Rumensin is approved for increased rate of weight gain and for the prevention and control of coccidiosis due to the protozoan parasites Eimeria bovis and Eimeria zuernii in dairy replacement heifers. Rumensin contributes to the growth and health of heifers through two mechanisms:

  • Improving rumen fermentation1
  • Killing coccidia in the small and large intestines1

In the rumen, Rumensin alters the microbial population, resulting in greater production of propionic acid. Production of propionic acid allows the calf to capture more energy from the ration and serves as the major substrate for glucose synthesis in the liver,2 increasing rate of weight gain in growing cattle and improving milk production efficiency** in lactating and dry cows.

Rumensin prevents and controls coccidiosis. Some other products used to control coccidiosis simply interrupt the coccidiosis growth cycle. They prevent further growth as long as the drug is present in adequate levels. When these products are removed from the feed, growth of the coccidiosis parasites resumes and can lead to coccidiosis breaks. Those compounds are referred to as “static” products, in contrast to Rumensin which renders a “cidal” or killing effect.

Right from the start

The best way to get solid control of coccidia is to feed Rumensin right from the start. When calves are first born, their starter feed should contain Rumensin at a level ranging from 30 to 60 g/ton. Research has shown that feed intake is maintained at these concentrations of Rumensin in the starter feed.3 By including Rumensin in the starter feed, the coccidian have the opportunity to be killed in a timely manner following ingestion. Good control from the beginning increases the ability of calves to maintain a desired growth rate and avoid breaks associated with changing environment and diets at transition.

Important safety information

The label contains complete use information, including cautions and warnings. Always read, understand and follow the label and use directions. Consumption by unapproved species or feeding undiluted may be toxic or fatal. Do not feed to veal calves.

Dosage/Use Levels

Dairy cows

For increased milk production efficiency (production of marketable solids-corrected milk per unit of feed intake).

Feeding Directions

Total mixed rations (complete feed): Feed continuously to dry and lactating dairy cows a TMR containing 11 to 22 g/ton monensin on a 100% dry matter basis.  

Component feeding systems (including top dress): Feed continuously to dry and lactating dairy cows a Type C Medicated Feed containing 11 to 400 g/ton monensin (Table 3).  The type C Medicated Feed must be fed in a minimum of 1 pound of feed per cow per day to provide 185 to 660 mg/head/day monensin to lactating cows for 115 to 410 mg/head/day monensin to dry cow.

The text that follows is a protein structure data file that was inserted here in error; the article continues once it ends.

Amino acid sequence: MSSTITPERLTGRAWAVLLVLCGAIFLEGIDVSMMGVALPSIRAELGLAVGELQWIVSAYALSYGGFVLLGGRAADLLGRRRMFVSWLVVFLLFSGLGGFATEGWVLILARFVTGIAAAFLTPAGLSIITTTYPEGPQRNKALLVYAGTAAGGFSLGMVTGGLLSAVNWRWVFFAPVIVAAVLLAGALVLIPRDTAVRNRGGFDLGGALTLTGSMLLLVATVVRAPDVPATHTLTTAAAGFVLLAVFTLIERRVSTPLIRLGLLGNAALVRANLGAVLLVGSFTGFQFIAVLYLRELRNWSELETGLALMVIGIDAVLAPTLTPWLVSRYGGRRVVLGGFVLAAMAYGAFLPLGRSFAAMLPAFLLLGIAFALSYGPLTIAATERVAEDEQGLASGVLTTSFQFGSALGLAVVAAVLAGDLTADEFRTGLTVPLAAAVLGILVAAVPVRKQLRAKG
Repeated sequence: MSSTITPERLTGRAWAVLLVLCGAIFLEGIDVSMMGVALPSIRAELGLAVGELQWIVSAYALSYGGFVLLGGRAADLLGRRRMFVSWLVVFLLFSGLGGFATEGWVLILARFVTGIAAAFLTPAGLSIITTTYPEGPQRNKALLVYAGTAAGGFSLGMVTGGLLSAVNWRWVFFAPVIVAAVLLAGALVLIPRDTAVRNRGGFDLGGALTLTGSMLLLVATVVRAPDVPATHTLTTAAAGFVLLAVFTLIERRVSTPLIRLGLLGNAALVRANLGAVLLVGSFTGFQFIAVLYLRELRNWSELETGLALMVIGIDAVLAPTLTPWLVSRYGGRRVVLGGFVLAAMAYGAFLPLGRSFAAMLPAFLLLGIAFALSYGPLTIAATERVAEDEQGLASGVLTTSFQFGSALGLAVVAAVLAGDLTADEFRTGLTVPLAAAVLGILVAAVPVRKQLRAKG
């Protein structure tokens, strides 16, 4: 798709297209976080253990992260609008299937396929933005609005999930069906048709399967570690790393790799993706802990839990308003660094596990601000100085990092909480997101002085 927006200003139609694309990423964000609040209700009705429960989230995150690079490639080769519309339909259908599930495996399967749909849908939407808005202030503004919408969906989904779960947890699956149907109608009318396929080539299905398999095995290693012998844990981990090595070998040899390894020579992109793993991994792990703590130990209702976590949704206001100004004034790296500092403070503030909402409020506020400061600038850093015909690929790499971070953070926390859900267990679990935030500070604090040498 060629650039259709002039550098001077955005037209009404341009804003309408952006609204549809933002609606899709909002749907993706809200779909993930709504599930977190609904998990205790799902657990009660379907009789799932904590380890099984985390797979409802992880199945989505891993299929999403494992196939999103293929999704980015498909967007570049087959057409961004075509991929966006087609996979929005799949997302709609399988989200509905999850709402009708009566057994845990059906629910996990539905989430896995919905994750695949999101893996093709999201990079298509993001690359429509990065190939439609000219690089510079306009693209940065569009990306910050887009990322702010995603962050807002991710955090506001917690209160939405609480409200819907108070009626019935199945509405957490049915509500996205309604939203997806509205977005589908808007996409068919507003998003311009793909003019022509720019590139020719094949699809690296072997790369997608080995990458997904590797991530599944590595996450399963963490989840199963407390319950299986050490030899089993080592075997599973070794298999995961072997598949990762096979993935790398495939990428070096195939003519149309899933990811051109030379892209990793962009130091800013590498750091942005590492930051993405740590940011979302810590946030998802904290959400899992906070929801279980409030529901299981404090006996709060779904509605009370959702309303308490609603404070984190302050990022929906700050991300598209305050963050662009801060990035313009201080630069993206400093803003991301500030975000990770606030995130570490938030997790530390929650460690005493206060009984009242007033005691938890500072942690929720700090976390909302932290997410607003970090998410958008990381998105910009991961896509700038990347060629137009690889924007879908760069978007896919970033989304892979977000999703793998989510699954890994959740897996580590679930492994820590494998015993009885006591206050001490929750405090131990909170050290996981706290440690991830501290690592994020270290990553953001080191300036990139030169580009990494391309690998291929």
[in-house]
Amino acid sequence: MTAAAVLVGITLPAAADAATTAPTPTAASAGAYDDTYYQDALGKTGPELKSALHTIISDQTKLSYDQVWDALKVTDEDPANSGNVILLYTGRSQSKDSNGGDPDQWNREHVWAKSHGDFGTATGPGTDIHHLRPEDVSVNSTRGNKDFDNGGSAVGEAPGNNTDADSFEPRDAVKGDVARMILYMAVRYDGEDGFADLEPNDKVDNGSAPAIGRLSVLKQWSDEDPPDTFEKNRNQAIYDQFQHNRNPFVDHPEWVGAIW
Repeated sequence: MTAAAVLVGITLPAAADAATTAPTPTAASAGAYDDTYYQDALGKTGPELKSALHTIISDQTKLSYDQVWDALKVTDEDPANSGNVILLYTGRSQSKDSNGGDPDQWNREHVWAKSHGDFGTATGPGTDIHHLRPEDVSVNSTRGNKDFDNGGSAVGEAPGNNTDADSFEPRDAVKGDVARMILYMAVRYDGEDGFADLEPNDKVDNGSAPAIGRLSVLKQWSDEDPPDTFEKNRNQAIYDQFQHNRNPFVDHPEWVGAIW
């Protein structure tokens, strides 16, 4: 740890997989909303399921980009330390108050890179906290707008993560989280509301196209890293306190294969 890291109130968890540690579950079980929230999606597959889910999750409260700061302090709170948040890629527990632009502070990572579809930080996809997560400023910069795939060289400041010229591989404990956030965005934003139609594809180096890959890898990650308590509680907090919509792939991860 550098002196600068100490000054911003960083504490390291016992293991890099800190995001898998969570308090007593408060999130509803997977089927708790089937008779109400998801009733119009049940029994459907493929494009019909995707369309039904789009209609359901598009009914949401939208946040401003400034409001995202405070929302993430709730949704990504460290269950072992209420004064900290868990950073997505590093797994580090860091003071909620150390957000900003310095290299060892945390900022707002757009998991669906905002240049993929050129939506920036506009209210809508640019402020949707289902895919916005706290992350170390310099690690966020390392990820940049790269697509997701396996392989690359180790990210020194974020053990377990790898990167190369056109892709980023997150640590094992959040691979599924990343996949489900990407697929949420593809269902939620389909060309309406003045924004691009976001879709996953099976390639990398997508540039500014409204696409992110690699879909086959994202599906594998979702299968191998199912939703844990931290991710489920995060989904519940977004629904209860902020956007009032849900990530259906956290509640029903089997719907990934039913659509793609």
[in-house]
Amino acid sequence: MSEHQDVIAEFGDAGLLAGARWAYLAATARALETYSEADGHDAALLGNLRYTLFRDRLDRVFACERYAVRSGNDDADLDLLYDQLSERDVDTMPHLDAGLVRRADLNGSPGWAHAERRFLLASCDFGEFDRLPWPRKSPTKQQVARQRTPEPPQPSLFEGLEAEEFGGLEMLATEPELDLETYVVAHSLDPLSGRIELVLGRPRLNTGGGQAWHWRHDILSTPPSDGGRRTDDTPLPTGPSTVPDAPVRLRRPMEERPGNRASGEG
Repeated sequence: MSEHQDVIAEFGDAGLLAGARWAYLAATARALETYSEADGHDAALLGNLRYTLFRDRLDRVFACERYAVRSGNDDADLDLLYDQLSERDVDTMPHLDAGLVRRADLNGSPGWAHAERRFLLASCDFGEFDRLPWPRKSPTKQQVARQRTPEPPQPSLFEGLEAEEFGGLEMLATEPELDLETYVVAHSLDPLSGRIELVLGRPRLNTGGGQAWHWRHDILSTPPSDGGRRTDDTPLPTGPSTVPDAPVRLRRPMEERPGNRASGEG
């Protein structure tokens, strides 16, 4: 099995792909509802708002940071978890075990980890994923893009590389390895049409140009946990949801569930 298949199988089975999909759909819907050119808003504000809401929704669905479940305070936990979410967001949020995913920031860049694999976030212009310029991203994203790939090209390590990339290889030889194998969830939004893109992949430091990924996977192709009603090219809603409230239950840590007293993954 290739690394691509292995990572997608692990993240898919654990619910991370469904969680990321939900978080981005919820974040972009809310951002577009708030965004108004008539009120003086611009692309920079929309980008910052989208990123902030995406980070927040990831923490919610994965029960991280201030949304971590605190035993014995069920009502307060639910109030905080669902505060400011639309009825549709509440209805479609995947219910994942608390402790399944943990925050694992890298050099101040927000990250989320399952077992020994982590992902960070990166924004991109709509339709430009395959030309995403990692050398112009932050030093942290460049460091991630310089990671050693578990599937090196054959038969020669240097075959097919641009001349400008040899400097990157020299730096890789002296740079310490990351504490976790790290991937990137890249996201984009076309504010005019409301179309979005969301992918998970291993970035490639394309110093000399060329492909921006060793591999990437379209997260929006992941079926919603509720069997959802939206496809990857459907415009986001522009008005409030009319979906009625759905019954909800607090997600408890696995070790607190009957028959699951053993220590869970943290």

The monensin concentration in the Type C medicated Feed must be between 15 and 400 grams per ton. During the first 5 day, cattle should receive no more than 100 mg per day contained in not less than 1 pound of feed. Do not self-feed.

For dairy and beef replacement heifers: Feed at the rate of not less than 50 nor more than 200 mg head per day in not less than one pound of Type C Medicated Feed; or after the 5th day, feed at a rate of 400 mg per head per day every other day in not less than 2 pounds of Type C Medicated Feed. 

For the prevention and control of coccidiosis due to Eimeria bovis and Eimeria zuernii: Feed at a rate to provide 0.14 to 0.42 mg per pound body weight per day, depending upon severity of challenge, up to a maximum of 200 mg per head per day. The monensin concentration in the Type C medicated Feed must be between 15 and 400 grams per ton. During the first 5 days, cattle should receive no more than 100 mg per day contained in not less than 1 pound of feed. Do not self-feed.

Calves (excluding veal calves):

For the prevention and control of coccidiosis due to Eimeria bovis and Eimeria zuernii: Feed at a rate of 0.14 to 1.00 mg per pound of body weight per day, depending upon severity of challenge, up to a maximum of 200 mg of monensin per head per day.  The monensin concentration in Type C Medicated Feed must be between 10 and 200 g/ton 

 

** Production of marketable solids-corrected milk per unit of feed intake.

1. McGuffey R., Richardson, L. and Wilkinson, J. 2001. “Ionophores for Dairy Cattle: Current Status and Future Outlook.” J. Dairy Sci. 84(E. Suppl.): E194–E203.

2. Greenfield, R., Cecava, M. and Donkin, S. 2000. “Changes in mRNA Expression of Gluconeogenic Enzymes in Liver of Dairy Cattle during the Transition of Lactation.” J. Dairy Sci. 83: 1228–1236.

3. Trial No. T1F190302. Elanco Animal Health. Data on File

USDBURUM00157(1)

For Safety Data Sheet (SDS) contact 888-545-5973